Athletics: Faster finish is a priority for Radcliffe
Saturday 28 August 1999
In previous championships Radcliffe has earned a reputation for her weakness in the sprint, but on Thursday she led almost from start to finish and her ferocious pace throughout the 25 laps saw off all her rivals except the winner, Gete Wami, and the third-placed Tegla Loroupe, Kenya's world marathon record holder who held on by the skin of her teeth until the last lap.
The reward for the 25-year-old Radcliffe - apart from her first major track championship medal, which finally destroyed the myth that she can only perform at her best in cross-country races - was breaking her Commonwealth 10,000m record for the second time this year, finishing in a time of 30min 27.13sec.
That removed almost 14 seconds from the time she set earlier this year and it was also the fourth British record she has broken since announcing her engagement to the British international 1500m runner Gary Lough a few weeks ago.
Although Radcliffe was a class apart from the 30-strong field - with the exception of Wami and Loroupe - she lost the gold medal when the Ethiopian, the 1996 Olympic bronze medallist, produced a spectacular sprint finish with 250 metres left to win by just over two seconds.
But Radcliffe is adamant she can reverse the result in Sydney next year when the weather conditions will not be as stifling or humid as those she experienced in Seville's Olympic Stadium.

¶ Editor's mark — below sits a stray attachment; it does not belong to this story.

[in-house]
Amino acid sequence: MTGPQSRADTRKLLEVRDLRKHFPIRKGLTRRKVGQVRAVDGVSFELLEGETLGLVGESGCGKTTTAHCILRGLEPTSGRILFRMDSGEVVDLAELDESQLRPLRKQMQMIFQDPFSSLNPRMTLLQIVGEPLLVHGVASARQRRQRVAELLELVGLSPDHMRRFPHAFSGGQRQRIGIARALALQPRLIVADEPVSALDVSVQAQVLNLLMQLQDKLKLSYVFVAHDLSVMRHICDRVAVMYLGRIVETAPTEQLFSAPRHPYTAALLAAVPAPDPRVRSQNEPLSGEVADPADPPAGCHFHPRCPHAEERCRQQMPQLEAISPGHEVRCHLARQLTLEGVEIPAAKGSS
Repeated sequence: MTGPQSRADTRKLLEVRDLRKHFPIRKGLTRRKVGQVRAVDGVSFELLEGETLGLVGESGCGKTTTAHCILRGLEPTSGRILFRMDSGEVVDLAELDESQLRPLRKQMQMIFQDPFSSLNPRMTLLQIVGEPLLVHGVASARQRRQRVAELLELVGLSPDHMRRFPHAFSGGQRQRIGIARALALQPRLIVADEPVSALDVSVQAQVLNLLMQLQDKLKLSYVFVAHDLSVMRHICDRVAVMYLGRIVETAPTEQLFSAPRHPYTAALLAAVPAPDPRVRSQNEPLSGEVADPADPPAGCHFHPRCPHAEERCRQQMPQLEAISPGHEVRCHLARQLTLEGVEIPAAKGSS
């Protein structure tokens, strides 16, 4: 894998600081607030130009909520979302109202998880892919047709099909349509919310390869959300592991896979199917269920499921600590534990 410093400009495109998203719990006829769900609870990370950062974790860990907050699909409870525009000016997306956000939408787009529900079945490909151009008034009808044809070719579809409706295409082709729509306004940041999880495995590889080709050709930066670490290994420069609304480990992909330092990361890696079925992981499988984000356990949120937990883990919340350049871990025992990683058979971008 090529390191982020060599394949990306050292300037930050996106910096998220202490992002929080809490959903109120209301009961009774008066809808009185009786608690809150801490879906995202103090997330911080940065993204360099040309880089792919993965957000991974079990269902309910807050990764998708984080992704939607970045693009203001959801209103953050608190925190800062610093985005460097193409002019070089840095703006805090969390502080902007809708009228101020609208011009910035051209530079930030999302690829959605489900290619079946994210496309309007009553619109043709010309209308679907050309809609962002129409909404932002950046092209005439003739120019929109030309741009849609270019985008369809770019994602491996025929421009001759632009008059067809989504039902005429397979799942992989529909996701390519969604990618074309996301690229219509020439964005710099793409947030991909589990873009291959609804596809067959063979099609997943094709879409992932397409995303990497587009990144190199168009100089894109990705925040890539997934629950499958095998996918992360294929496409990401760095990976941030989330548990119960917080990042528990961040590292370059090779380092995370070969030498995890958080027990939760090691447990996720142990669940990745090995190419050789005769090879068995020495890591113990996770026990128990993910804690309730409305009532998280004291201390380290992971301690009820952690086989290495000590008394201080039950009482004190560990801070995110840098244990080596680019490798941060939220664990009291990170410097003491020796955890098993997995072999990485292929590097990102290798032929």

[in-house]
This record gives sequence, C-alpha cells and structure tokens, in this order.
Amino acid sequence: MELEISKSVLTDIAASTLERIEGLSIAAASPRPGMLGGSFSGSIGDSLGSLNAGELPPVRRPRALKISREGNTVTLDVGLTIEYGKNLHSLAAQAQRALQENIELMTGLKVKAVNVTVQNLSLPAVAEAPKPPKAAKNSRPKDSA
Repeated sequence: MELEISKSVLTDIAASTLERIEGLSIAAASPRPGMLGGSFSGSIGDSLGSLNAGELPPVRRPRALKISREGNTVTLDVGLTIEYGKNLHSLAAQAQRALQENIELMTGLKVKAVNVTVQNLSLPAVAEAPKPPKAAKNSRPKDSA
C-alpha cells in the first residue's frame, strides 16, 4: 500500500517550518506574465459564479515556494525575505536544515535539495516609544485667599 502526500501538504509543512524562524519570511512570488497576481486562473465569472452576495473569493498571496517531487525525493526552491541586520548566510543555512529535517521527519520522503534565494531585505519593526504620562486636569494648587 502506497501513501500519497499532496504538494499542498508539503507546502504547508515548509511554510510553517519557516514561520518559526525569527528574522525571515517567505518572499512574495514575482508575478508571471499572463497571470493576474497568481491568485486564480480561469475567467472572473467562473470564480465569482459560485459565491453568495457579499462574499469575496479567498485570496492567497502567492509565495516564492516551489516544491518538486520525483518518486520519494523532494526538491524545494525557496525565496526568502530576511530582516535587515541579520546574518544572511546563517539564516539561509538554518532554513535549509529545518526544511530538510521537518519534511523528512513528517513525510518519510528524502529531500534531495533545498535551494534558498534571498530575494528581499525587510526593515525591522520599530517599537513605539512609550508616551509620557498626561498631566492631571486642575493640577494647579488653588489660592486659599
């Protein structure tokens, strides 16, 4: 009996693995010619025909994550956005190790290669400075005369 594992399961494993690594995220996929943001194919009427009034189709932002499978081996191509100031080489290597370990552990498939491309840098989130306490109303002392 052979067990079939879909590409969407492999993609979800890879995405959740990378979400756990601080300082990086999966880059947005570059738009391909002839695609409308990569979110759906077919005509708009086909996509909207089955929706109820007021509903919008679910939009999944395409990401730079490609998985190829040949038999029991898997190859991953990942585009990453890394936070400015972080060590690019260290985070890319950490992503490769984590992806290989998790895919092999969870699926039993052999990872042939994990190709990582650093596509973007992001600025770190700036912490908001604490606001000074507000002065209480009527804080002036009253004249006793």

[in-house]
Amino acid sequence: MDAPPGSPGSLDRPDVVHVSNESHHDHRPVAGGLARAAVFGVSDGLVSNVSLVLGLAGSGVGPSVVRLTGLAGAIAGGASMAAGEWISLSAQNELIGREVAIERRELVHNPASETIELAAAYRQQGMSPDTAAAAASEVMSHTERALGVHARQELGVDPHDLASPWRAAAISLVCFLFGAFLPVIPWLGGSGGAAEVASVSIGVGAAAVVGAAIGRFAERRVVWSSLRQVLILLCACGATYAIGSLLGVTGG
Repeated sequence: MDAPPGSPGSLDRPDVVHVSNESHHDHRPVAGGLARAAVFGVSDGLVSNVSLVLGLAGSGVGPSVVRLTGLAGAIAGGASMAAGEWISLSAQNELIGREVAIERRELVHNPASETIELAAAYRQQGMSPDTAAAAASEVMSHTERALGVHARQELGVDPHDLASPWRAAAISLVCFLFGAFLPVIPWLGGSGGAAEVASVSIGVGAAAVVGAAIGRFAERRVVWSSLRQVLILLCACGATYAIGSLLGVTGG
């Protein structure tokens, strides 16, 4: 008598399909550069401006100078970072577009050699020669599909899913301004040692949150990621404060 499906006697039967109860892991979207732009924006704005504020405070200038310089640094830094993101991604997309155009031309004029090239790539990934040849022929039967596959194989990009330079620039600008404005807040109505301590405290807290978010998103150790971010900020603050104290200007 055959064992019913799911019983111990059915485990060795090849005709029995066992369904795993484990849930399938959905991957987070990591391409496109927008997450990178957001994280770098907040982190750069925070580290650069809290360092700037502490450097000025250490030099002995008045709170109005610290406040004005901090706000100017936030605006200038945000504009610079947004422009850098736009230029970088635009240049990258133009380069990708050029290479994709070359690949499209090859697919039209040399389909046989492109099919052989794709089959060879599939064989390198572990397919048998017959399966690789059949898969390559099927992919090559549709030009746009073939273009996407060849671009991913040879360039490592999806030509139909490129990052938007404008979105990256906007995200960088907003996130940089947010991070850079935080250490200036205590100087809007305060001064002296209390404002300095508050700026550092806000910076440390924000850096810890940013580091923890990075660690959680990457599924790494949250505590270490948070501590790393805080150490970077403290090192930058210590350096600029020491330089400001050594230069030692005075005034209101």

"The conditions were incredibly hot and I could have blasted the first half even quicker but I might have blown up," Radcliffe said.
"My plan was to drop people as early as possible. The last two kilometres were hard but I knew I was hurting them from the way they were breathing.
"I've been told that 26 to 28 is the best age for 10,000m runners. In Sydney I plan to blast away even harder and the climate there should be much more advantageous for doing that. At least I will go there with a silver medal and not carry always finishing fourth or fifth in championship races with me.
"The main thing with the Olympics is that no one can say I can win only cross-country medals but not on the track. Tonight I proved them wrong."
There are still doubts as to whether Radcliffe will ever have the ability to get the better of the opposition in a world-class field.
But the BBC commentator Brendan Foster said: "Paula ran a tremendous race and after Liz McColgan's victory in the 1991 Championships, which I said at the time was the best performance by any British athlete including the likes of Gordon Pirie, Dave Bedford and myself, this ranked second."
Foster was particularly impressed by the 3:03 split Radcliffe inserted late in the race between the seventh and eighth kilometres. The former Olympic 10,000m bronze medallist said: "Paula now knows how she can win races. She knows she has got to get away and one day, if she perseveres with the tactics she employed last night, even the likes of Wami will drop off."
Next Friday, Radcliffe is scheduled to run in the Brussels Golden League meeting, followed by the international match against the United States in Glasgow the next day. She will also run her first half-marathon in the Bupa Great North Run on 10 October.
She denied that this could lead to her stepping up to the marathon distance. "I'm not thinking about it yet. At the moment I don't think I'm patient enough."
BRITAIN'S MEDAL WINNERS
110m hurdles: Colin Jackson
Decathlon: Dean Macey
Heptathlon: Denise Lewis 10,000m: Paula Radcliffe
Men's 100m: Dwain Chambers
Men's Triple Jump: Jonathan Edwards
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